"A car and a bicycle."
Translation:Un carro y una bicicleta.
208 Comments This discussion is locked.
Nothing. The nouns ending by "a" are most of the time feminine, (but there are some exceptions).
There are no explanations about what is feminine or masculine concerning things. It's often related to the ending sound (and sometimes the etymology), but we have to consider that it's just the way it is.
Feminine, I've found, is any word ending in an "a" or any object that receives. This can be confusing, though, as a glass (vaso) is masculine, yet a cup (taza) is feminine. Also, any word ending in "e" is usually masculine, save for street (calle) which is feminine. And anytime you use a feminine noun, the verb also changes to the feminine form. So, if you say Mi hermana (is beautiful) yoi would say es bonita so that it is understood that you are referring to someone female. Mi hermano (is beautiful) is es bonito.
Be careful, there are some exceptions, some nouns ends with "o" and aren't masculine. And some nouns ends with "a" and aren't feminine.
And there are also the nouns that are masculine, but doesn't end with "o", and the one that are feminine, but don't end with "a"...
La mano (the hand) -> feminine.
It’s all about the Latin languages!! French, Spanish, Italian, etc., seem to be filled with seemingly (for us anglo-saxons) random uses of genres. Sadly, There’s no easy out.
BUT there exists certains Rules of thumb to help the guessing game:
Words ending with the sound “O” —> masculin While those finishing in “A”—> féminin
Fun fact: Rosario is a female first name but a masculine name A rose <—> Un rosariO
And of course there are exceptions
A problem <—> Un problemA
There's really no "easy" way to do that, mostly if the word ends in "o" , "ma", an accented letter, or a consonant other than "d" or "z" it is masculine. Words ending in "a", "dad", "'ion" are normally feminine. There are lots of exceptions though and you have to look out for those. The indirect pronouns "un" and "una" are used like our "a" except "un" is masc. and "una" is fem.
I am not confused about an answer that is clearly wrong. What I dislike is why most of the times this app suggests the correct answer and sometimes it does not suggest the correct answer. I selected "un" because that was the suggested answer at the top of the list even though I thought "una" was correct. I do not deem this inconsistency a learning strategy.
It does. But it's like if it was non existent, as it's an archaism.
ReiDelosTontos has been downvoted, maybe because his answer is surprising, but his answer is correct (except a detail).
What he explained:
In old Spanish, the word was masculine, "un biciclo", and the way to make diminutive in Spanish is to add ito/ita. It made "bicicleta", but only "bicicleta" exists now in modern Spanish, it took the place of the older word.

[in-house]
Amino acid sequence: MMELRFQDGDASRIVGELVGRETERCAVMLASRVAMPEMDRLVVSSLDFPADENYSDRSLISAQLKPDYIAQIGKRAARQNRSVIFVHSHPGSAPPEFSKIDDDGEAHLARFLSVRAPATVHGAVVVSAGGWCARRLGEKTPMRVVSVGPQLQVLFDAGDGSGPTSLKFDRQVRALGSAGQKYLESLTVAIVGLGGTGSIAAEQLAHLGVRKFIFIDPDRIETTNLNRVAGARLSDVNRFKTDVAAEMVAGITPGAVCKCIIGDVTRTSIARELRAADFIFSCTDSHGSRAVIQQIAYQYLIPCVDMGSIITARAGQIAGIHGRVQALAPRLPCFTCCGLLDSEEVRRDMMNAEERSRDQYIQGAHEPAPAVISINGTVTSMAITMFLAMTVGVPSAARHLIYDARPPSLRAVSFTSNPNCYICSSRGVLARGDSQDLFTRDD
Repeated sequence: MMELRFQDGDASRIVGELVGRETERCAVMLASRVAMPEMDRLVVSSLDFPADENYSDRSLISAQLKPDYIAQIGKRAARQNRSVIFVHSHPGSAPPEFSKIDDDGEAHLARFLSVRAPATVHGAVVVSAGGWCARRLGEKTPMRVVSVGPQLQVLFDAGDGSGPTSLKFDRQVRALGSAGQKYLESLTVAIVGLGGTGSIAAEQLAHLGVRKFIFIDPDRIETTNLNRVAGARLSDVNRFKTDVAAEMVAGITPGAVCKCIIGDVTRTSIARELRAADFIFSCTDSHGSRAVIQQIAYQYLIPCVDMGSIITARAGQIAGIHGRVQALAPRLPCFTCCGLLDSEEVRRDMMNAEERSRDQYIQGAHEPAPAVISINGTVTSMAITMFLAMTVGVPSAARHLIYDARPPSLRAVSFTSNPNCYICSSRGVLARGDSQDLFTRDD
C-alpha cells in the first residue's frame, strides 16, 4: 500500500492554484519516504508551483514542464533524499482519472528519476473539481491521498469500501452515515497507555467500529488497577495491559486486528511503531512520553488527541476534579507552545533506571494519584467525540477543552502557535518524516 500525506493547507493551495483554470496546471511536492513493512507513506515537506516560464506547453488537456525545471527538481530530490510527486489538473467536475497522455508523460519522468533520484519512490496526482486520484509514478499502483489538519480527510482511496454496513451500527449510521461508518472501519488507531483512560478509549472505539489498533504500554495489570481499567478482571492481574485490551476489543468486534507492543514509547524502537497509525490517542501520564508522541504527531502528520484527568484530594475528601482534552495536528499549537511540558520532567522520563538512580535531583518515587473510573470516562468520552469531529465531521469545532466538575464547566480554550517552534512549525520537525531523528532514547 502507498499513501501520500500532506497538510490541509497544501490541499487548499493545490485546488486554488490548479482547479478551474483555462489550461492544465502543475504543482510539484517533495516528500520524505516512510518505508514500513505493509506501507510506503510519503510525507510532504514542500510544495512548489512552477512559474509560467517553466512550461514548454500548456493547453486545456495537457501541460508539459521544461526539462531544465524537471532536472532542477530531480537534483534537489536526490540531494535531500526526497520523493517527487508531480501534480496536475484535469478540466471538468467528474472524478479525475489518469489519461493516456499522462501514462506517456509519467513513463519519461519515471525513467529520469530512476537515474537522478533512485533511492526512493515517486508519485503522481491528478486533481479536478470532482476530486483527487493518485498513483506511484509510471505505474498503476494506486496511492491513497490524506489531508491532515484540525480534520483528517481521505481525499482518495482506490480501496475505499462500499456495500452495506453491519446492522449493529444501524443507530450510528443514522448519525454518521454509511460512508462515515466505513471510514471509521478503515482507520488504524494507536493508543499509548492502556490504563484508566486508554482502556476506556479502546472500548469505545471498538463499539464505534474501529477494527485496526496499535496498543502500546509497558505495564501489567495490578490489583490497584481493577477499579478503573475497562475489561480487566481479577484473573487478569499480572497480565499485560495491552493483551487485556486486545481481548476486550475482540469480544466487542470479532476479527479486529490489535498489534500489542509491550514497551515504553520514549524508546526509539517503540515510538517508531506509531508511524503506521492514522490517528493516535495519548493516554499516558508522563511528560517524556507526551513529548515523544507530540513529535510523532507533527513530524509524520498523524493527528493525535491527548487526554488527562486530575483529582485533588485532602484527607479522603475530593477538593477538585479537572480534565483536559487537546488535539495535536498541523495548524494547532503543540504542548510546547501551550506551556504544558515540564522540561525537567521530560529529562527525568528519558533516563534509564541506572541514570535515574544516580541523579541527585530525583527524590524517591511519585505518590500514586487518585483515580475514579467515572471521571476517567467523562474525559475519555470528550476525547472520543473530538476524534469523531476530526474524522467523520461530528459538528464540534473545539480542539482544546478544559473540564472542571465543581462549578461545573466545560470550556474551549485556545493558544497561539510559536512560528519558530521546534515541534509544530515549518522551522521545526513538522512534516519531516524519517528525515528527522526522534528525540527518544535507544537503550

But when you use a diminutive, you keep the gender, so it should have done "bicicleto".
The answer is that this etymology is wrong, the Spanish "bicicleta" is from the French "bicyclette", that's the reason.
(I) have ---> tengo has ---> tiene (You) have ---> tienes
Un and una are meaning "a/an" in English. But there is a difference and, you can find it in the ampule. The ampule resides in the traning side. Press the intro and, you will see the ampule symbol. Difference between una/un is telling in one of them.
But i can tell a little bit. Una is feminine. Un is masculene.
You can also be "usted tiene", if it's formal singular.
Or "ustedes tienen" if it's formal plural.
For "it", as Spanish nouns are either masculine or feminine, you can use "él" or "ella" for things, but usually, you don't use any pronoun.
Es una buena escuela. It is a good school.
Don't confuse "male" and "female" with "masculine" and "feminine".
Objects don't live, and have no sex, they cannot be "male" or "female".
They only can be of masculine grammatical gender, or of feminine grammatical gender.
"Un" is for masculine. It means it's for both masculine nouns, and male nouns (living beings, as they are masculine).
"Una" is for feminine nouns, and females. As females have the feminine gender too.
I got this answer wrong because i did "Un carro y un bicileta" i know your supposed to do "una" for feminine and "un" for masculine but it doesnt if it is a feminine or masculine it just says "a car and a bicycle" so i dont know the difference between "una" and "un" if it doent have people involved in it...
Spelling errors and typos may be perfectly tolerable in the normal everyday world, but this is a language course and stricter standards are correctly being applied.
Duo does try to make allowances and will:
often tolerate a single letter error (missing, extra or incorrect) only ever issue warnings about incorrect accents
always ignore punctuation other than apostrophe and quotation marks always ignore case (UPPER, lower, MiXeD)
Please go to this weblink to delete your duplicate post:
You mean "automóvil"
The words "auto", "automóvil", "carro"", and "coche" can be used interchangeably in Duo and should be understood by all Spanish speakers.
My understanding is that the frequency of which one is used varies by region, with "carro" being more common in Latin American areas and "coche" being more common in Spain.
Things cannot be "males" or "females", only animals and human beings, so living beings, that are sexed can.
But every nouns (so things too) are either masculine or feminine. It's the grammatical gender, not the real bender.
Bicicleta is a feminine noun, so it takes only "una".
Yes, but "coche" is not wrong, it's also Spanish, and it's used in Spain.
And "bici" is a short for "bicicleta", I don't know if Duolingo doesn't accept because it considers it's too informal, but if it's not the case, it's correct, and used.
But I think it's "una bici", as it's "una bicicleta".